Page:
Nov 8, 2010 at 8:52 pm #1265279
I'm a graduate student and conduct research on historical shifts in vegetation in the White Mountains. In mid-August I took a three day trip to the remote northern part of the range. I left from Barcroft Station and summited White Mountain Peak and then continued north. The traverse north of the peak was pretty sketchy and I now realize why so few people visit the north part of the range.
I had hoped to make it all the way to Boundary Peak on the 2nd day but I was running out of daylight and the traverse over Montgomery Peak looked even sketchier than the one north of Wht Mt. Pk. So I turned back and enjoyed the rest of the trip with the exception of having to make the earlier mentioned traverse on the way back.
All it all, this was one of the coolest trips I've done. 90% is off trail and I saw zero people once I got past Wht. Mt. Pk. Mt Dubois (13,500+) had a peak register that had only 22 signatures for 2010 (13 from one group alone).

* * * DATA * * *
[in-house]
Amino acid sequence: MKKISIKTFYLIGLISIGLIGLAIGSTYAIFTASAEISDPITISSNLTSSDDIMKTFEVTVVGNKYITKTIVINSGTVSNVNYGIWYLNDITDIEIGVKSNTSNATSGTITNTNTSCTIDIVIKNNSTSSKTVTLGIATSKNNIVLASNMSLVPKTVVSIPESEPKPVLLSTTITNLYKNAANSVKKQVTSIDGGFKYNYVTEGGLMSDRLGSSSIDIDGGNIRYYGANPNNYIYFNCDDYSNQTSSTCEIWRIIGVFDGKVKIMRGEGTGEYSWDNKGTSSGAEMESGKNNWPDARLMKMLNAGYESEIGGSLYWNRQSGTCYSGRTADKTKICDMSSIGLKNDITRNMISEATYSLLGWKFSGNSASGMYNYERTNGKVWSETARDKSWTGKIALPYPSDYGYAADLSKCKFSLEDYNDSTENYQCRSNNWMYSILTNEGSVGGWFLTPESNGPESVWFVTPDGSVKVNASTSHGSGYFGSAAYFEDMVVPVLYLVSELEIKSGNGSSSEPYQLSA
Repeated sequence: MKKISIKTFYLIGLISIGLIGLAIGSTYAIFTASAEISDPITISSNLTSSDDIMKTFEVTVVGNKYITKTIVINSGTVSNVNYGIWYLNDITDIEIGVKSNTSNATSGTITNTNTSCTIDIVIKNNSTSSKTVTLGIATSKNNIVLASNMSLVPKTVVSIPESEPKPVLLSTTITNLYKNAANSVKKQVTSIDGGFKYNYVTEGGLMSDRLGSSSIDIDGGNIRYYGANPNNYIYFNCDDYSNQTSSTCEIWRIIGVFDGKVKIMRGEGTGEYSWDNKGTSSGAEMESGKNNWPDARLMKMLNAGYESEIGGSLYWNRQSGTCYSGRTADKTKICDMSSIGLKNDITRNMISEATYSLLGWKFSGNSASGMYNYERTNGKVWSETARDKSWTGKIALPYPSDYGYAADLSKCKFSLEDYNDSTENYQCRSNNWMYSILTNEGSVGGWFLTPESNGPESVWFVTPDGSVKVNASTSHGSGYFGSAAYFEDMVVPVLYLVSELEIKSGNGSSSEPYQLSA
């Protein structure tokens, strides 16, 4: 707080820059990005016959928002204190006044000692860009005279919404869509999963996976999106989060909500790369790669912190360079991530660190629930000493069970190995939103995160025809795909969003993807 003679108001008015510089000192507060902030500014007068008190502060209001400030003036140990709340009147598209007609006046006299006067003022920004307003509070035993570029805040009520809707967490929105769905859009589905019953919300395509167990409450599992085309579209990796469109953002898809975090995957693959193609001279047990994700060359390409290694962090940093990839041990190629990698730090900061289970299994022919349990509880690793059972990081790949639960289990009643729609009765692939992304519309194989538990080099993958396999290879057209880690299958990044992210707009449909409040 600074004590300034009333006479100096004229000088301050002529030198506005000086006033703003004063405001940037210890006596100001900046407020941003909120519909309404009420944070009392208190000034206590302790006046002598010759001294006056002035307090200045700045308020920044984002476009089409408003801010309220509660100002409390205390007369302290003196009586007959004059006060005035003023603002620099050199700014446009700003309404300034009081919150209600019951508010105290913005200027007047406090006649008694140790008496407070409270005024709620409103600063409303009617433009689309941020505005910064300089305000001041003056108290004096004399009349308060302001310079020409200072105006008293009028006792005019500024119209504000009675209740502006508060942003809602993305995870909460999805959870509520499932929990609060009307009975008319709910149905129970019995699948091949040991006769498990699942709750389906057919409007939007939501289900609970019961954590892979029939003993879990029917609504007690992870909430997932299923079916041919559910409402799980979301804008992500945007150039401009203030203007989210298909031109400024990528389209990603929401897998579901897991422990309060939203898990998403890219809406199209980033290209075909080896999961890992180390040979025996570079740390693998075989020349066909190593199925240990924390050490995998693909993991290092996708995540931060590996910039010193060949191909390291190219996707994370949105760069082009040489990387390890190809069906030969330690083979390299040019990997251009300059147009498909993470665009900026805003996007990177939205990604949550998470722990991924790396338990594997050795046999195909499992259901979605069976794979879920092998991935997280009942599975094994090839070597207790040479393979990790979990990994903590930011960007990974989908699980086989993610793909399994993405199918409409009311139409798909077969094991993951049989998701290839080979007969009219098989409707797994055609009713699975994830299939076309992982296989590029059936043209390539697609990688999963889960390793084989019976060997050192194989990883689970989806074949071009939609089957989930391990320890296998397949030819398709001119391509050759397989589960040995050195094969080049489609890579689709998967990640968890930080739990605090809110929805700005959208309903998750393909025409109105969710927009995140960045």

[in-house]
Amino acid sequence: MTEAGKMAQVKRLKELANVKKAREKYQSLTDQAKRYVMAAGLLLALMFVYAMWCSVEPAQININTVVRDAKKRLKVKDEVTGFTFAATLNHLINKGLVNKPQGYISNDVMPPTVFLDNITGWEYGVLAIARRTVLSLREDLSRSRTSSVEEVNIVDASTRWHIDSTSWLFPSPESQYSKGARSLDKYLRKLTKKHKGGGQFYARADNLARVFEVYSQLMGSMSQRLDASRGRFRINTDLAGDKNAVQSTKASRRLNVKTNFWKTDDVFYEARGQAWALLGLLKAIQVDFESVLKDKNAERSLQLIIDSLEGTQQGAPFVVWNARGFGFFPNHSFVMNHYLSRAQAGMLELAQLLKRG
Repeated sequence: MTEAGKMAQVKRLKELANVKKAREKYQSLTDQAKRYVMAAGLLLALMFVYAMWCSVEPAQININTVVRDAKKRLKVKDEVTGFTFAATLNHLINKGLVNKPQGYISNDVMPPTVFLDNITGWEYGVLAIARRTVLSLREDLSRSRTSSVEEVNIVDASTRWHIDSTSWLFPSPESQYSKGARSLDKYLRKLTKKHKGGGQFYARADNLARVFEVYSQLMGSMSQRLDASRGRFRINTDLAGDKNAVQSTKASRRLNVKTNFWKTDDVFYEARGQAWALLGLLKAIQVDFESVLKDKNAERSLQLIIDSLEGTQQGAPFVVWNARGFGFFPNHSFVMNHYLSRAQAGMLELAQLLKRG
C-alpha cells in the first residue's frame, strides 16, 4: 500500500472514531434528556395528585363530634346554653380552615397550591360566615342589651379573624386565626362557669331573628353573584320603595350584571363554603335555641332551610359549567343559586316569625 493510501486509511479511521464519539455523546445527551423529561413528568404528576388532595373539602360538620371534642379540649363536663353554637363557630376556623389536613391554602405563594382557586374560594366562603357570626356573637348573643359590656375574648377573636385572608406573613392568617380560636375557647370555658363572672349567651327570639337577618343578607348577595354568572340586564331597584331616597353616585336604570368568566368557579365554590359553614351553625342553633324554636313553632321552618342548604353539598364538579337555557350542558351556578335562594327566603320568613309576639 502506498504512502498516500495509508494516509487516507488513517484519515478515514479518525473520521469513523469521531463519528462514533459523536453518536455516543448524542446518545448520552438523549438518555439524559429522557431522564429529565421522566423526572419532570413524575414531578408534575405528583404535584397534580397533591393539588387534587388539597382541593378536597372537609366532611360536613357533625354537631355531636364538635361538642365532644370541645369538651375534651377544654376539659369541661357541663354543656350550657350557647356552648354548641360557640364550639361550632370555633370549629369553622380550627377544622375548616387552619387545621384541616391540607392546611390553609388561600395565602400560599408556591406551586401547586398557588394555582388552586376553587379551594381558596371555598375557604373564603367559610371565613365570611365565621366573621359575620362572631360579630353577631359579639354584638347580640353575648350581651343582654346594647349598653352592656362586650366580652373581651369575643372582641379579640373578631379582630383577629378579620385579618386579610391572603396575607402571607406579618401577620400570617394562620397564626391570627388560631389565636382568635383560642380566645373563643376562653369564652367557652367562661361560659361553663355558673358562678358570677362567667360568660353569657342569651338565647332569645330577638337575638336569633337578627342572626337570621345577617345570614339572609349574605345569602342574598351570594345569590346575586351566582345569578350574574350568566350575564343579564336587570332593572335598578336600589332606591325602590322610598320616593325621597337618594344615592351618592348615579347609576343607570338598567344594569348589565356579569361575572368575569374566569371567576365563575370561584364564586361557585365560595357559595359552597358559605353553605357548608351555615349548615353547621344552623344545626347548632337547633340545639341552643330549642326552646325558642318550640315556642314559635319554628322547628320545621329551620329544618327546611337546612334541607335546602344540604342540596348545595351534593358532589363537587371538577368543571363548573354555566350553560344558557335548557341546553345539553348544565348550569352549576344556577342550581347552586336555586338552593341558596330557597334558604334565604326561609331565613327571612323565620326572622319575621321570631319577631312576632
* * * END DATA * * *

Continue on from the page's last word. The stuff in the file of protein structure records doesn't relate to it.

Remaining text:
View north from White Mountain Peak
Sierra Nevada from White Mountain Peak
This was a scary traverse
A ribbon of green in a sea of sagebrush.
Montgomery and Boundary Peaks
Z-Pack Hexamid at 12,000 ft campsite.
Incipient failure at the head of a landslide scarp. There is going to be a hell of a landslide here.
Pelissier FlatsNov 8, 2010 at 9:01 pm #1662399
David W.BPL Member
@davidpcvsamoaLocale: East Bay, CA
Thanks for sharing the awesome pictures of an often overlooked area of California. I need to make it up there someday.
DWNov 8, 2010 at 9:21 pm #1662405
Eugene SmithBPL Member
@eugeneiusLocale: Nuevo Mexico
Loved this Chris.Nov 8, 2010 at 9:26 pm #1662411